A Serbian Orthodox church and mosque in Ferizaj/Urosevac. Photo: BIRN.

US Warns of Rise in Incidents Targeting Kosovo Religious Sites

A new US State Department report on religious freedom said that incidents in which religious sites in Kosovo were targeted sharply increased in 2021, with over 80 incidents at Muslim and Orthodox Christian sites.

The US State Department’s 2021 Report on International Religious Freedom, published on Thursday, said that incidents targeting religious sites in Kosovo increased by more than 50 per cent last year compared to the previous year, citing police figures.

“National police said they received reports of 87 incidents targeting religious sites during the year, compared with 57 incidents in 2020. The incidents targeted 56 Muslim, 30 SOC [Serbian Orthodox Church], and one Roman Catholic property,” the report said.

“Police classified two cases as incitement of discord and intolerance but did not give details. The BIK [Islamic Community of Kosovo] said incidents targeting mosques were likely financially motivated, citing, for example, a cash charity box in the Kacanik Mosque that was robbed several times during the year. According to the BIK, the thefts negatively affected their humanitarian activities,” it added.

The report said that unlike the Islamic Community of Kosovo, the Serbian Orthodox Church believes that incidents involving its property in the country were religiously and ethnically motivated.

“Because religion and ethnicity are often closely linked, it was sometimes difficult to categorise incidents as solely based on religious identity,” the report said.

The State Department’s report was issued a day after the Serbian Orthodox Church complained that Kosovo Police did not allow its priests to perform a liturgy in an unfinished church located on the Pristina University campus.

Pristina priest Stanica Arsic told KoSSev news agency that police prevented him and one of his colleagues from opening the door of the church on Thursday at around 4.30am.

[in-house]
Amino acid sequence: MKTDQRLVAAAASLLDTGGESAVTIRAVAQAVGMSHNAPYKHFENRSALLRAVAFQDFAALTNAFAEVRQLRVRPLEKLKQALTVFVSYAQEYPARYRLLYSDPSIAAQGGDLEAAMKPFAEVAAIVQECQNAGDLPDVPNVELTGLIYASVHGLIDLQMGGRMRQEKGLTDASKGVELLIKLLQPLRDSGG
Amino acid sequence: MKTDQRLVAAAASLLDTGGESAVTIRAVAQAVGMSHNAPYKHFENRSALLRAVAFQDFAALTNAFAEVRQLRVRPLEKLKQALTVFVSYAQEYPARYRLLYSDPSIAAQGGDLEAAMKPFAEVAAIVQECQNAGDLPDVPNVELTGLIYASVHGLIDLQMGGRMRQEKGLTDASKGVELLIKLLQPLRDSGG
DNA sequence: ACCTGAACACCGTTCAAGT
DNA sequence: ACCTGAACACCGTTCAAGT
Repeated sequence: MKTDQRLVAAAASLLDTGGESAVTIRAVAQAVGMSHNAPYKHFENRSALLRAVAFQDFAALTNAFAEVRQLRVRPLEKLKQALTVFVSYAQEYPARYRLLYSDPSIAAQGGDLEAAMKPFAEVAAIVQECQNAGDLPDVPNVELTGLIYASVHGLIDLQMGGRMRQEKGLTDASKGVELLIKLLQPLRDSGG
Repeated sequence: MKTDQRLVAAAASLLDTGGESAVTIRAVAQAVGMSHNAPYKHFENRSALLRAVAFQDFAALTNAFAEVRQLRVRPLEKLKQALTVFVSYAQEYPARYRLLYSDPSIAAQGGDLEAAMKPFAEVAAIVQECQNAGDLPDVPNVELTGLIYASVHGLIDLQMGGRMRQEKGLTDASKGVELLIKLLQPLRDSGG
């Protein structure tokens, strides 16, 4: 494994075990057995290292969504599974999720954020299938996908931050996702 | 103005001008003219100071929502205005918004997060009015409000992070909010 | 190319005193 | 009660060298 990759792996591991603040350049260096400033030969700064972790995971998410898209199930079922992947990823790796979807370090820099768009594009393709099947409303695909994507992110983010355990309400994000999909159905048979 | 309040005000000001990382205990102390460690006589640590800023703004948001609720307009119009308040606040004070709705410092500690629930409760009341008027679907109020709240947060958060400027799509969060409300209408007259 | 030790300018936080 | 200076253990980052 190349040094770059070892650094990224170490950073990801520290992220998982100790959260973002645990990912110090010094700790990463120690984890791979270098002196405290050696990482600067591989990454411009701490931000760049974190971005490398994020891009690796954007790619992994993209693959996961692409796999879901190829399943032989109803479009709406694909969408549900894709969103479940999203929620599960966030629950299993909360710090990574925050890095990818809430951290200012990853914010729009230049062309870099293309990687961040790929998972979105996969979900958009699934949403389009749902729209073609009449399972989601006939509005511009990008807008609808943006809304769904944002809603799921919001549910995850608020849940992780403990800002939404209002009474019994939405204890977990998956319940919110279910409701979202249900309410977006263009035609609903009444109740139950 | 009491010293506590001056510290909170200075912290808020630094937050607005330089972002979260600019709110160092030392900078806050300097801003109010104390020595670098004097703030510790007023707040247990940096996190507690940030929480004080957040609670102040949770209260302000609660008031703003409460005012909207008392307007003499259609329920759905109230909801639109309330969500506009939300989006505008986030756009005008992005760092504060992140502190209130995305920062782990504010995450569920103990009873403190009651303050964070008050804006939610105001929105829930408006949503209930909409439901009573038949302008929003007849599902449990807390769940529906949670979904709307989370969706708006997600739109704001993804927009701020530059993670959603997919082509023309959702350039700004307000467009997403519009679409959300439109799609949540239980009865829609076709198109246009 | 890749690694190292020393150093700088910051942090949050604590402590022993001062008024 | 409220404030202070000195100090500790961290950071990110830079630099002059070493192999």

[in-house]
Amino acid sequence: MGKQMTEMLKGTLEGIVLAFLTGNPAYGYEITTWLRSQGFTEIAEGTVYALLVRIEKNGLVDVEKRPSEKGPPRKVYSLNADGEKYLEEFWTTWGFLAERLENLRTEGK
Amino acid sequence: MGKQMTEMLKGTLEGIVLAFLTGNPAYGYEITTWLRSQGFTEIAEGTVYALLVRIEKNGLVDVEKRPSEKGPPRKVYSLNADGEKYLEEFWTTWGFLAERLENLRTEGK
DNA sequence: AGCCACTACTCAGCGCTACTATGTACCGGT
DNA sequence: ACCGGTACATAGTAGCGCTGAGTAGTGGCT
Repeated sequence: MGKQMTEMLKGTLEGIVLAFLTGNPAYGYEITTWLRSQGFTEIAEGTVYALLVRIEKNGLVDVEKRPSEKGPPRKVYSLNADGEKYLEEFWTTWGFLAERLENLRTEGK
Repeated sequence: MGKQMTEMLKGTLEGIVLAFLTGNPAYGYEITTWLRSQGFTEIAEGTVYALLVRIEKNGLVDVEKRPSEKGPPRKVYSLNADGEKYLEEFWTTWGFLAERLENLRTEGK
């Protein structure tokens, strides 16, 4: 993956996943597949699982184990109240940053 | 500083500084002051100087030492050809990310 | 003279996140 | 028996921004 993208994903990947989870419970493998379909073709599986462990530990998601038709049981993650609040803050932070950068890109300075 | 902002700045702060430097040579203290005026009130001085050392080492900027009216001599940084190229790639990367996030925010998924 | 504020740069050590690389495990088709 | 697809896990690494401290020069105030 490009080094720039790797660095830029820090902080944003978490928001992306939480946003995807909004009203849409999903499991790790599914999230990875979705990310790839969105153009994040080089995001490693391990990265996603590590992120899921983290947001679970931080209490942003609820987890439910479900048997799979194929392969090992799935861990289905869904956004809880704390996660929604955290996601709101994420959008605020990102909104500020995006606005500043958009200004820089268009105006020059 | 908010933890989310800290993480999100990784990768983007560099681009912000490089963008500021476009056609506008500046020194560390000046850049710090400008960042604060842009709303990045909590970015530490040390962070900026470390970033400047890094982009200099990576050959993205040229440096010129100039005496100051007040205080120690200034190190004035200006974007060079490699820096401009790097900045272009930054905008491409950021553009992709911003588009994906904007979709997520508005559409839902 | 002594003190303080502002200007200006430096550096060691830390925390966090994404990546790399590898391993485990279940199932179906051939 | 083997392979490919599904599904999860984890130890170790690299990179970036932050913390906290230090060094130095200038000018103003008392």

“As soon as we reached the door to unlock it, first a police officer came up behind us, and then at least seven other appeared after him. They asked us for identity documents. Although they spoke Albanian, which I do not understand very well, I realised that they were not allowing us to unlock the door of the church. After that, they soon returned the IDs to us,” Arsic said.

The Raska-Prizren Diocese described the ban as “open discrimination” against the Serbian Orthodox Church.

“Kosovo institutions continuously convey the message that our people cannot live freely and that basic religious and human rights do not apply to Orthodox Serbs,” the Raska-Prizren Diocese said.

Police gave BIRN a different account of what happened, however.

“Today [Thursday], while performing their routine duties in [Pristina’s] central zone, police patrols stopped a car with three people, two of them foreign nationals. After all the verifications were carried out, they were free to continue further,” the police said, adding that they did not have any information about “allegations about any religious activity”.

The unfinished church on the Pristina University campus has been the focus of controversy in Kosovo for the last two decades.

Its construction began in the mid-1990s, when Slobodan Milosevic was attempting to consolidate Serbian control over what was then the Serbian province of Kosovo.

Both the Pristina municipality and the university dispute the Serbian Orthodox Church’s claim to own the land.

A lawsuit brought by the university against the Serbian Orthodox Church was still under consideration at Pristina Basic Court at the end of 2021, the State Department report said.

03/06/2022 - 12:48

03 June 2022 - 12:48

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